Whether we like it or not, we live in a world full of hierarchy, and job titles lay a key role in how we perceive someone’s importance at an organization. Job titles play a key role in how we perceive someone’s importance at an organization. Titles often imply that volunteers are at the bottom of the organization’s hierarchy.
One of the best ways to recruit a volunteer is to be a volunteer yourself. Remember, Extension is not the only show in town. Other educational, governmental and non-profit organizations will be contacting you to serve on their committees too. Through this collaborative effort, you will soon be recognized as a team player and a community resource. It is amazing how many organizational contacts you will make from this endeavor. Your collaborative effort will open up all kinds of professional opportunities for you. Not only will you obtain greater knowledge of your community, but you will expand your presence in the community and have an opportunity to promote Extension (4-H) and educate other professionals about the many resources available through Extension.
Understand the Concept – An educator’s ability to successfully manage his/her volunteers is greatly influenced by several factors, including experience, training and a personal commitment to the concept of empowering volunteers. In order to empower, one has to share ownership. For some educators, giving up control can be extremely threatening. Set the Rules – There are certain things volunteers should not get involved in. Administrative items need to be left to the administrators, but hey may provide input. Things like agent evaluations, professional salaries, and administrative policies would fall under this category. Putting Your Volunteers to Work – Volunteers can play a vital role in dialoging with decision makers, fund raising, recommending program priorities and being a sound board to the community. Benefits of Empowerment – When Extension educators give their volunteers meaningful assignments, not only with activity level and motivation skyrocket, but the educator receives the satisfaction of knowing he/she has been responsible for developing LEADERSHIP!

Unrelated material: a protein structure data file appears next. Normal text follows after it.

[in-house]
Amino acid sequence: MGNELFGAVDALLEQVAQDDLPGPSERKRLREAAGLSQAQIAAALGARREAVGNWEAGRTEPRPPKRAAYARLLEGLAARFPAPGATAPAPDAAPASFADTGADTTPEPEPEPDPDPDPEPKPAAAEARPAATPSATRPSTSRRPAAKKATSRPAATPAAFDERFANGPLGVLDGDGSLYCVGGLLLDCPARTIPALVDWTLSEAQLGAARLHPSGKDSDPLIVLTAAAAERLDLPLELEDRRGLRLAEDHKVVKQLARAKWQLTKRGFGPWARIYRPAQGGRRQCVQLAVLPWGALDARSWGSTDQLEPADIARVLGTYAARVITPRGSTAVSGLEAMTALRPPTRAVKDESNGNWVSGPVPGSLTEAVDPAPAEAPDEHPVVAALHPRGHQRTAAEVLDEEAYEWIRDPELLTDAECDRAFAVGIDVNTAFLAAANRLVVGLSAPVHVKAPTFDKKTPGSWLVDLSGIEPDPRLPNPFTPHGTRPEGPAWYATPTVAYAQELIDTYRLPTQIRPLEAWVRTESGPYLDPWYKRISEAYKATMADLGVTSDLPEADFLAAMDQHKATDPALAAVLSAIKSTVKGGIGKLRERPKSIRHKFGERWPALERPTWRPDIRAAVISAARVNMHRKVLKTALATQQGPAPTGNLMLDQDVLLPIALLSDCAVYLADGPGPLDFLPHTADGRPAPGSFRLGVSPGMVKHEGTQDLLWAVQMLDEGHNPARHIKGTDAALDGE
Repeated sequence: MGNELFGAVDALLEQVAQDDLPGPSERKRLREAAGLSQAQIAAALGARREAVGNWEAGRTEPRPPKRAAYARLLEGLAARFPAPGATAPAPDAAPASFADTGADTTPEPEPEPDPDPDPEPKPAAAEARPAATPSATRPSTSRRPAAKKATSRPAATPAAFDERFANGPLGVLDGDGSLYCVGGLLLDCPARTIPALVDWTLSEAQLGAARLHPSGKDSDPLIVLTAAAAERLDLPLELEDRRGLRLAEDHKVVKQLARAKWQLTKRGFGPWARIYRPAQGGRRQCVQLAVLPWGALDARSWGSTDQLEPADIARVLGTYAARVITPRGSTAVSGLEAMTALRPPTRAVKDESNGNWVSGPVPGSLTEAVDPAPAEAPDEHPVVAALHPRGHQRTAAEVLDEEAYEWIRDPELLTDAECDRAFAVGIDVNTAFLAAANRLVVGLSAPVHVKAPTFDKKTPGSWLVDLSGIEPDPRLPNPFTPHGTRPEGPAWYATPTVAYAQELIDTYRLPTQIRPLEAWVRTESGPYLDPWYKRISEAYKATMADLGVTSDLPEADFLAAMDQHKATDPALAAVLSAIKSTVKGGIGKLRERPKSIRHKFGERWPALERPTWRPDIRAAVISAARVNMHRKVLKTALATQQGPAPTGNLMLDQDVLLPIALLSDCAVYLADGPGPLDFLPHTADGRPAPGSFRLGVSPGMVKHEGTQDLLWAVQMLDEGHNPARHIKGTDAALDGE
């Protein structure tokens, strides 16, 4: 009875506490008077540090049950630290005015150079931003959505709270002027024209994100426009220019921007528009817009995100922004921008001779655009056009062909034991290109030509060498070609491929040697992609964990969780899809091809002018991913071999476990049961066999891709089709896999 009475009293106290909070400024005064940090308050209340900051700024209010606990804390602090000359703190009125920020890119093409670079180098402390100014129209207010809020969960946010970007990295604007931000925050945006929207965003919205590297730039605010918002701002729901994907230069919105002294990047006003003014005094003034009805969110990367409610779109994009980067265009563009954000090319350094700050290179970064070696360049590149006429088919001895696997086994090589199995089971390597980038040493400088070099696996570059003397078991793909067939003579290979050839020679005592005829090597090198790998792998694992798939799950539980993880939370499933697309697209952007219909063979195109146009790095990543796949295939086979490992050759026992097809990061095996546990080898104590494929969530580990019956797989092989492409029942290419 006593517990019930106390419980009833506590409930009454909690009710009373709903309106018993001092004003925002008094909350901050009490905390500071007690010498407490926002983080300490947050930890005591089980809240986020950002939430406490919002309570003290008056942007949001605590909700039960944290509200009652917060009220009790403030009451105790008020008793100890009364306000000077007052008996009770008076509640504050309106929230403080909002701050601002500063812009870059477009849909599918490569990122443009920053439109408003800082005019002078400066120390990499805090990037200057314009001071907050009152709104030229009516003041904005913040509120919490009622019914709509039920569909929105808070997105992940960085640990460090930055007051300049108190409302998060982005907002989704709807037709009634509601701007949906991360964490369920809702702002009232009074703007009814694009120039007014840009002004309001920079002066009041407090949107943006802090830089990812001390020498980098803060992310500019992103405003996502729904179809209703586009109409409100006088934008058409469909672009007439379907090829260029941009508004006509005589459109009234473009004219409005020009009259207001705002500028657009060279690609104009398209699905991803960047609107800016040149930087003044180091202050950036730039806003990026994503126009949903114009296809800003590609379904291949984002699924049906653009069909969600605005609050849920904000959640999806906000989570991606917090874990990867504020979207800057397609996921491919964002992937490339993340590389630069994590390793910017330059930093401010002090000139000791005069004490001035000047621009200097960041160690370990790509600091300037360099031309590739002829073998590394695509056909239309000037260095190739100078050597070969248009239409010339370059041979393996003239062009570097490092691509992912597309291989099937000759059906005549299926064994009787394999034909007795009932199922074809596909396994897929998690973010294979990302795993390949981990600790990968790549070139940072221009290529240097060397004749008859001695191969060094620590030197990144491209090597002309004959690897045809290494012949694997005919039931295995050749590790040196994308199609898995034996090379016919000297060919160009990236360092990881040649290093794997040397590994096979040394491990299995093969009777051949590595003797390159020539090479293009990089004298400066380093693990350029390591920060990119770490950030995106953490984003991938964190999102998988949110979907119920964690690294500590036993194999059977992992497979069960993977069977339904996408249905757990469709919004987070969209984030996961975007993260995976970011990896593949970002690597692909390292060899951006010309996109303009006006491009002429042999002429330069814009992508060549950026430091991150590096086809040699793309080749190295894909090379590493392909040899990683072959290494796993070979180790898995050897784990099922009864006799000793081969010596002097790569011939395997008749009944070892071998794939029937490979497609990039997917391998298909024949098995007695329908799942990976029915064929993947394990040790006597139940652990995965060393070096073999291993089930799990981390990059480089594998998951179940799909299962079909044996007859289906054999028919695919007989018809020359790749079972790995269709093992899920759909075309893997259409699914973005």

Lobbying Efforts – Volunteers are effective in lobbying county officials for additional resources. Program Planning – Give your volunteers the responsibility for planning special programs or events during the year. It is important for the CEA to let them carry out the task and take ownership of the project. Award Recognition – It is important to reward volunteers for a job well done. This can be done with a special public recognition or a simple personal thank you. It is our job as educators and professionals to always make our volunteers feel SPECIAL! Extension Advisory Groups can also be the award givers as well. Public Relations – Feature your volunteers on your radio programs or in your newspaper column (or 4-H newsletter). Also, give them the opportunity to speak in support of Extension in your community. Utilize Special Talents – Each volunteer will bring a special talent to the group. Be observant and recognize these talents. Evaluation – Ask volunteers (committee members) to evaluate different Extension programs and welcome their feedback and comments. Sometimes volunteers can give you a perspective that you have never thought of. Courtesy – Show your appreciation for your volunteers by always having refreshments available during meetings and always follow-up with thank you notes.